"He thinks he is the Messiah," Zharmakhan Tuyakbay told me about Nazarbayev. Tuyakbay is one of the leaders of an elite opposition faction made up of Nazarbayev's former close associates, which aims to topple the regime, establish a Western-style parliamentary democracy, and, if popular support exists, return the capital to Almaty. (Most opposition leaders still live in Almaty or abroad, and detest Astana.) As for oil, the opposition hopes that it will be the president's undoing. James Giffen, a U.S. citizen and a consultant to the Kazakh regime, is awaiting trial in New York on federal charges of funneling more than $84 million in kickbacks to three senior Kazakh officials, two of whom were subsequently named by prosecutors as Nazarbayev and the former prime minister Nurlan Balgimbaev. The indictment alleges that this money—which came from the purchase of Kazakhstani oil rights by certain Western oil companies in the 1990s—belongs to the government and people of Kazakhstan. The indictment also details the alleged transfer of funds into various Swiss bank accounts and alleges that millions of dollars were used to buy luxury items, including diamond jewelry. Opposition leaders are gearing up to use the Internet and all other available channels to publicize what they refer to, in PR-savvy style, as "Kazakh-gate."

A soft-spoken man in his late fifties, with a full head of steel-wool hair and a wardrobe of dark business suits, Tuyakbay impressed me as level-headed and resolute when we met for lunch at the Tabard Inn, in Washington, D.C. "The structure of power," he told me, "is totally corrupt."

Tuyakbay had come to town to attend a dinner of the International Republican Institute, a pro-democracy group chaired by Senator John McCain. McCain detests autocrats like Nazarbayev, as I learned when we discussed Kazakhstan. "Would I be glad if he were gone?" McCain said. "Yes." Later he elaborated on that thought. America, he said, "cannot support despotic governments and expect over time not to pay a heavy price." Kazakhstan's oil is no reason, he feels, to embrace the current regime. Bush has been reluctant to publicly criticize Nazarbayev's authoritarian bent—especially in light of Nazarbayev's commitment to ship oil by a Washington-favored pipeline route that skirts Russia and ends on the Turkish Mediterranean. But in a speech at the dinner Tuyakbay attended, Bush did sound a note of encouragement for the Kazakh opposition. "Across the Caucasus and Central Asia," he declared, "hope is stirring at the prospect of change—and change will come."

Perhaps it will: a Washington-applauded putsch recently removed the authoritarian leader of Kyrgyzstan, a neighbor of Kazakhstan and another former Soviet republic. The spark in Kazakhstan could come as soon as December, when Nazarbayev may be elected to another seven-year term—in a contest that is unlikely to be "free and fair."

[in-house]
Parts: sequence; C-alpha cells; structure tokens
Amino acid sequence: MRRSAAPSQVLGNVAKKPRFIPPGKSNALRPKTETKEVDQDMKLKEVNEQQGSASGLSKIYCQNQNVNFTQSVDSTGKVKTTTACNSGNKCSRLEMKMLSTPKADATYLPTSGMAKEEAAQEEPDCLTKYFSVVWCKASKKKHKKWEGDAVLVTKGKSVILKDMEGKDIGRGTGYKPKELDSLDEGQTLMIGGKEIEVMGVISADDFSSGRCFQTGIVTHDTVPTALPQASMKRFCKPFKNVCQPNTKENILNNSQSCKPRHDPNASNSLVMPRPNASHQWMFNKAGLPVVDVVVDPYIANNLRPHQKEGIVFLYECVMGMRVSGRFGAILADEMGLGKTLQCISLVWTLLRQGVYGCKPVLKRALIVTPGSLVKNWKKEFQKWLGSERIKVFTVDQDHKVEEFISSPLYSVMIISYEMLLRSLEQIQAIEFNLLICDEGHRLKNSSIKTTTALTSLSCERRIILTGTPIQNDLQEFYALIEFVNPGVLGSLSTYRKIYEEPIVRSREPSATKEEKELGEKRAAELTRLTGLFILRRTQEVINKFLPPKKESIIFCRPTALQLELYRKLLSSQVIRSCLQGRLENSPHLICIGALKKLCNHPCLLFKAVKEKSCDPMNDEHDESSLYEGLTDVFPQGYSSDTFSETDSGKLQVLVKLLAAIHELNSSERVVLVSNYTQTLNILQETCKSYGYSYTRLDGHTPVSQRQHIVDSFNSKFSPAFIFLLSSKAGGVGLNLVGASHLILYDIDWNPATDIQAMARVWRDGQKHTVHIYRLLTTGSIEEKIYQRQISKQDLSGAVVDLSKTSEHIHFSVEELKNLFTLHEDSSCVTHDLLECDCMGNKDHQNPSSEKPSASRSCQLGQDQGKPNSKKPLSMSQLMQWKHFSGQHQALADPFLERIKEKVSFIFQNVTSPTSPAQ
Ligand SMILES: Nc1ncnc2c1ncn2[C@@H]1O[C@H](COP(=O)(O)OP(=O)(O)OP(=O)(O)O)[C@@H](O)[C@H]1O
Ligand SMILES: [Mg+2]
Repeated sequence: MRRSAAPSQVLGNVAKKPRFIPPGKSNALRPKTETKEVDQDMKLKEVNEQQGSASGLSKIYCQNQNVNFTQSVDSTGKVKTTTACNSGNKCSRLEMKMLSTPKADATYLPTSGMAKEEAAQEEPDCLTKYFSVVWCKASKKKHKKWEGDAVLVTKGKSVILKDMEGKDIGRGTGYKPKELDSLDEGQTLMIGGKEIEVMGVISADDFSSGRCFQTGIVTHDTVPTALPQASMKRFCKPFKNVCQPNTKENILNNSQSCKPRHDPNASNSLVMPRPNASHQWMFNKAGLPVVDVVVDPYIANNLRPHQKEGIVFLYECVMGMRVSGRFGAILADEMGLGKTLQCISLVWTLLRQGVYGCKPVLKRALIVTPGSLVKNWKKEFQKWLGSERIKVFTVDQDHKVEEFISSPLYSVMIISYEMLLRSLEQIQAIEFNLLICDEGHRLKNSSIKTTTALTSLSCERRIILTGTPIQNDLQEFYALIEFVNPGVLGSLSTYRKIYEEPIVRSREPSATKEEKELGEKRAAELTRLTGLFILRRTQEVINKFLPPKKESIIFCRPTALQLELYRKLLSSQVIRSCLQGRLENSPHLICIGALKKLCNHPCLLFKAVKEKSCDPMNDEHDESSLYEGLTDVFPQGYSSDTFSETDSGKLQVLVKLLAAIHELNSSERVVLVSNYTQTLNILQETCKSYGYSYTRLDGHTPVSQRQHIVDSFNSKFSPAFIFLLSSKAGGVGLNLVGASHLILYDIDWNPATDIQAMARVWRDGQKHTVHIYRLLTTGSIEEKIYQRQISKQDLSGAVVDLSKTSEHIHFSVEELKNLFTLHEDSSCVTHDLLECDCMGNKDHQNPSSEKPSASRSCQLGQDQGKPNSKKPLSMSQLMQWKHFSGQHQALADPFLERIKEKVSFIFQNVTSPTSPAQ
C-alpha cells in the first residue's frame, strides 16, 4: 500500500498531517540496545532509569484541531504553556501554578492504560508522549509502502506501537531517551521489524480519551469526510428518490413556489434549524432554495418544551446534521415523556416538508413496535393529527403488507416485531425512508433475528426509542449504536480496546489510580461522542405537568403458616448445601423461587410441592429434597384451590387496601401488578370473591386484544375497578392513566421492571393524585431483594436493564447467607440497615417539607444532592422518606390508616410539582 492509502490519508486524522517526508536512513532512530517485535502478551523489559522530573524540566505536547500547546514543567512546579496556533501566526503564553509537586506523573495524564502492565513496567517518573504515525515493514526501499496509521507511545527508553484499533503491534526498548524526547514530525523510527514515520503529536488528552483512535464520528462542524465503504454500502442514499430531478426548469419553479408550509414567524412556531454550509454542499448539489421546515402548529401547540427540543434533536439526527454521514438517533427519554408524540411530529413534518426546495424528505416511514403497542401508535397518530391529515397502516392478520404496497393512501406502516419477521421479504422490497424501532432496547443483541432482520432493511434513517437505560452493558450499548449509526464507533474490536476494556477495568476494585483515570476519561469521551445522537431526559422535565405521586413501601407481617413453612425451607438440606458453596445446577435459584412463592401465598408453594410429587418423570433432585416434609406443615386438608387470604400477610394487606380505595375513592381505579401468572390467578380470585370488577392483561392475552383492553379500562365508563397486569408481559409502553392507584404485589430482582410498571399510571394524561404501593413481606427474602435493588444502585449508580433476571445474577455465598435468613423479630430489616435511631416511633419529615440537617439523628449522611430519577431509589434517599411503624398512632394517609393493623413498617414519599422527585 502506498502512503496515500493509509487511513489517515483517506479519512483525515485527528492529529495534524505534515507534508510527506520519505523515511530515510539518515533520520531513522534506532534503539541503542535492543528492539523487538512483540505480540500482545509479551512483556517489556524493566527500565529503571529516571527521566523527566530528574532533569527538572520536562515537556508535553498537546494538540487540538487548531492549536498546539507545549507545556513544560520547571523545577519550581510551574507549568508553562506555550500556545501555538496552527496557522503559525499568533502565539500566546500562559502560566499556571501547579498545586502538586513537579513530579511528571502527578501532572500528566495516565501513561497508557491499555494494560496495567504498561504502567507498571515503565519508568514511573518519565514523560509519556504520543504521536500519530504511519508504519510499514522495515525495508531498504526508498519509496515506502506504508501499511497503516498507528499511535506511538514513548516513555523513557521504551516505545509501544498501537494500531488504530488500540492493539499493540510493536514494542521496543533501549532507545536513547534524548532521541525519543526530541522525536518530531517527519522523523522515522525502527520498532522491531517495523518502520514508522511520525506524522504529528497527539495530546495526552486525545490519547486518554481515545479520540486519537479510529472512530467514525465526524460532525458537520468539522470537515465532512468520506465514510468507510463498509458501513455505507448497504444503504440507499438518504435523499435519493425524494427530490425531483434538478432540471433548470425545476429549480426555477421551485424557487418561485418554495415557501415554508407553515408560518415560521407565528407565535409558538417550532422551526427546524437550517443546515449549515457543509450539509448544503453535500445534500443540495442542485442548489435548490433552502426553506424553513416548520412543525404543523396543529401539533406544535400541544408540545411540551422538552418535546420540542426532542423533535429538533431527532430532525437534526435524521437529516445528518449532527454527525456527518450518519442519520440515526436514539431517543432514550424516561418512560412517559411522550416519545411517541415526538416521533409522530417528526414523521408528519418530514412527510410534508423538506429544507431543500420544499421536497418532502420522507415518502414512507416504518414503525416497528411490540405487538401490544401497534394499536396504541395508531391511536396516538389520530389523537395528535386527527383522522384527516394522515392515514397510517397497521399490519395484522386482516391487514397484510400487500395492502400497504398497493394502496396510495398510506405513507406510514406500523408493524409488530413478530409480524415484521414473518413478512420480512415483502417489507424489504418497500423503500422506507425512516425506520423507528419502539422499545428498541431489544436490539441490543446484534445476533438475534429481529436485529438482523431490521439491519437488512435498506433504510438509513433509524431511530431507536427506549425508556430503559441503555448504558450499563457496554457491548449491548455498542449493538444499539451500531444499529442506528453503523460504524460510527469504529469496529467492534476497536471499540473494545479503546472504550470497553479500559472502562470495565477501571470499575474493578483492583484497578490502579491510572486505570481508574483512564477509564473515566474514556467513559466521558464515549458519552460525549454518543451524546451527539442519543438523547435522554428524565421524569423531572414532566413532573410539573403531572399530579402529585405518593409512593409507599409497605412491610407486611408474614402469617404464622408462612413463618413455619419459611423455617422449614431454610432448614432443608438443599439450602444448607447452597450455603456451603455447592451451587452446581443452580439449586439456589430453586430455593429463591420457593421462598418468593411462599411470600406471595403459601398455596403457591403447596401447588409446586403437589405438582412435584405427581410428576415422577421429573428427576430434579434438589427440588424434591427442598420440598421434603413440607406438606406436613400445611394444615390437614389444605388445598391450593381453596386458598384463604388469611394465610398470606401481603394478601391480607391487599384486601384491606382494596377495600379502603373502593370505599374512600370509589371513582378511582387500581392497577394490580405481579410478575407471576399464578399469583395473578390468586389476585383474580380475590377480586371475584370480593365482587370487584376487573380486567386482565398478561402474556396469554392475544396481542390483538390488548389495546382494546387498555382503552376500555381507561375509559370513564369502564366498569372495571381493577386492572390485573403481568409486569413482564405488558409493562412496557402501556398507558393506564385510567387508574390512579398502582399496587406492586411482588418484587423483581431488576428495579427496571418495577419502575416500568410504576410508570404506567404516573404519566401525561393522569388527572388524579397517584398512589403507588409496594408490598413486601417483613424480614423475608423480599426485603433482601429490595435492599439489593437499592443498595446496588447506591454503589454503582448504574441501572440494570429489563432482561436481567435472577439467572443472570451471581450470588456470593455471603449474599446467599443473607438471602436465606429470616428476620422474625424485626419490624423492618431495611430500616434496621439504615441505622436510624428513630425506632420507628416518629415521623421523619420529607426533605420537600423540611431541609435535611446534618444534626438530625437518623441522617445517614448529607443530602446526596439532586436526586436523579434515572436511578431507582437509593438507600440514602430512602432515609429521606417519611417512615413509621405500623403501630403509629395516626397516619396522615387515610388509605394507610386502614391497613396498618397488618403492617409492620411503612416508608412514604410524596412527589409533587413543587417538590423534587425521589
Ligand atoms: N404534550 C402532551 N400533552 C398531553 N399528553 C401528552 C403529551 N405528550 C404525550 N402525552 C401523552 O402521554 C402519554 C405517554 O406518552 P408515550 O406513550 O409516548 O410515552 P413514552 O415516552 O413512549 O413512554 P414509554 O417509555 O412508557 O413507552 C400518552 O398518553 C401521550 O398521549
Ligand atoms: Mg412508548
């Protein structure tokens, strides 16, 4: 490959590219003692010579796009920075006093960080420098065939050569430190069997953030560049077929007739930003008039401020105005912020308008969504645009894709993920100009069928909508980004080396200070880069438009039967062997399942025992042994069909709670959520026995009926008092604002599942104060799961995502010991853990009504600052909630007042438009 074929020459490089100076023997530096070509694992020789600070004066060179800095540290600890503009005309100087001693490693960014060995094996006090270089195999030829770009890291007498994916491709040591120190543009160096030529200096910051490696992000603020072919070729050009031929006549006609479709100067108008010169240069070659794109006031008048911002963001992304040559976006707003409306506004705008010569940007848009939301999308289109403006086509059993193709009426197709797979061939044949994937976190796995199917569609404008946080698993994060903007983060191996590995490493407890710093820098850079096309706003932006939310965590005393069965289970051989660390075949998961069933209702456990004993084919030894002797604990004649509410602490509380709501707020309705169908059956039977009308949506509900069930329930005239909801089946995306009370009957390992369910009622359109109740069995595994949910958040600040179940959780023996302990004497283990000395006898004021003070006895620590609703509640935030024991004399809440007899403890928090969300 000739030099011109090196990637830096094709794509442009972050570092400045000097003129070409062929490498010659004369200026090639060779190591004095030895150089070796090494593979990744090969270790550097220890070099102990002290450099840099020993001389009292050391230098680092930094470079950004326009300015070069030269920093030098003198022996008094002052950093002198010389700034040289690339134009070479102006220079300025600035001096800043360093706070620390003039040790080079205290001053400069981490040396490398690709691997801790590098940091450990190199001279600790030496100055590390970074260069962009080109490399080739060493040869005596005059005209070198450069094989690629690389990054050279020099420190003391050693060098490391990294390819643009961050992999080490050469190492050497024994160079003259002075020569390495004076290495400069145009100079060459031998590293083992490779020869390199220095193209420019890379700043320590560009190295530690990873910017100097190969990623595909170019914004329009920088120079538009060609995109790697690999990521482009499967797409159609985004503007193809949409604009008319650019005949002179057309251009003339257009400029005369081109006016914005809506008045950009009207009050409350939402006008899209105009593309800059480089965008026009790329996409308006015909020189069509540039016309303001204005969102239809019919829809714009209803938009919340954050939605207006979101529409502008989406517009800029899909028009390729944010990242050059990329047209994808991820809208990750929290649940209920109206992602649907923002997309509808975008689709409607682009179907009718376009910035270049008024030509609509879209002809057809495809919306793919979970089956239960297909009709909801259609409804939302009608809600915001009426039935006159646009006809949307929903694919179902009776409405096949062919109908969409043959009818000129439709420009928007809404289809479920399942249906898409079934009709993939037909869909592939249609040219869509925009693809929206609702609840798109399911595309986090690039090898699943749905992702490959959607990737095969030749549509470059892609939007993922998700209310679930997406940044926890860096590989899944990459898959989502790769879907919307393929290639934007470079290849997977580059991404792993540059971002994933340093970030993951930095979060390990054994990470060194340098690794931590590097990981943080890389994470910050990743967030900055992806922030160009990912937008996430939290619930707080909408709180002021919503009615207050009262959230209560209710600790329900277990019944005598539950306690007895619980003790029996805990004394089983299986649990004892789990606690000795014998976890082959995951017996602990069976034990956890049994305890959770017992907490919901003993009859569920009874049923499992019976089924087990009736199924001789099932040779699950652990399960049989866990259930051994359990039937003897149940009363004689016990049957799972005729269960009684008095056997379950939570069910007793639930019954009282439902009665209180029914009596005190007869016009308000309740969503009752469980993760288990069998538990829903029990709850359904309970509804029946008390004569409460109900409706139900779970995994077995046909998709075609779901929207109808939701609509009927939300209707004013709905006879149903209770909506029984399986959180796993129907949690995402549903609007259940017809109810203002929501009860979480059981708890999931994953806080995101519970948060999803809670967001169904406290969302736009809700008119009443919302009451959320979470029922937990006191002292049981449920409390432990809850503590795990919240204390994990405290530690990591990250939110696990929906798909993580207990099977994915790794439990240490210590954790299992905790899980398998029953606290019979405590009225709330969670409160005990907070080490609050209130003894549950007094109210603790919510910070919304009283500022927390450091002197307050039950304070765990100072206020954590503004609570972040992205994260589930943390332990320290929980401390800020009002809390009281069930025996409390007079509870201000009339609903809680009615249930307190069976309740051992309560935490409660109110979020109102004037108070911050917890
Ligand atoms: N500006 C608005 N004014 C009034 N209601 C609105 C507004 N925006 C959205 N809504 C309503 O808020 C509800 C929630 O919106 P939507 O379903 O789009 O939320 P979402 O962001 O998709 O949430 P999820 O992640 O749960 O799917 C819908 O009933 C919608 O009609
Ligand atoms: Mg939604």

What I discovered during my journey to Kazakhstan, however, is that the prospect of change has many ordinary folks there feeling nervous. I went in search of a despised dictator and instead found a tolerated one—in some quarters even a popular one.

Kazakhstan lies in the great Asian steppe. Its 15 million people are scattered across an expanse of territory as large as Western Europe, stretching from China in the east to the Caspian Sea in the west. By tradition the Kazakhs, a Turkic-Mongol people, are nomads, grouped in kinship clans and larger hordes. Islam arrived in the eighth century, but except in the less nomadic south it never inspired an especially fervent devotion. European culture and the Russian language (now universally spoken) came with the Russian colonial conquest, starting in the eighteenth century. Early in the Soviet period the Kazakhs endured a brutal series of Moscow-dictated transformations, including the collectivization of agriculture. Many Kazakhs, unwilling to become settled farmers, let their cattle perish. But they gradually accommodated themselves to Soviet rule and developed their own strong bench of party leaders.

Nazarbayev accepted and mastered the Soviet system. The son of ethnic Kazakh shepherds, he was born in July of 1940, in a village in southeastern Kazakhstan, close to the border with Kyrgyzstan. After high school he joined tens of thousands of other rabochiye—manual workers conscripted by the Communist Party's economic planners—at an enormous steelworks in the republic's northern town of Temirtau. He began at the bottom, as an iron caster, gulping salt water to retain body fluids in the furnacelike conditions. He joined Komsomol, the Communist Youth League, and proved adept at cultivating powerful patrons. By the time he left the area, in 1980, for a senior Party job in Almaty, he was well along the path to the top Party post of first secretary (reporting directly to Moscow), which he attained in 1989.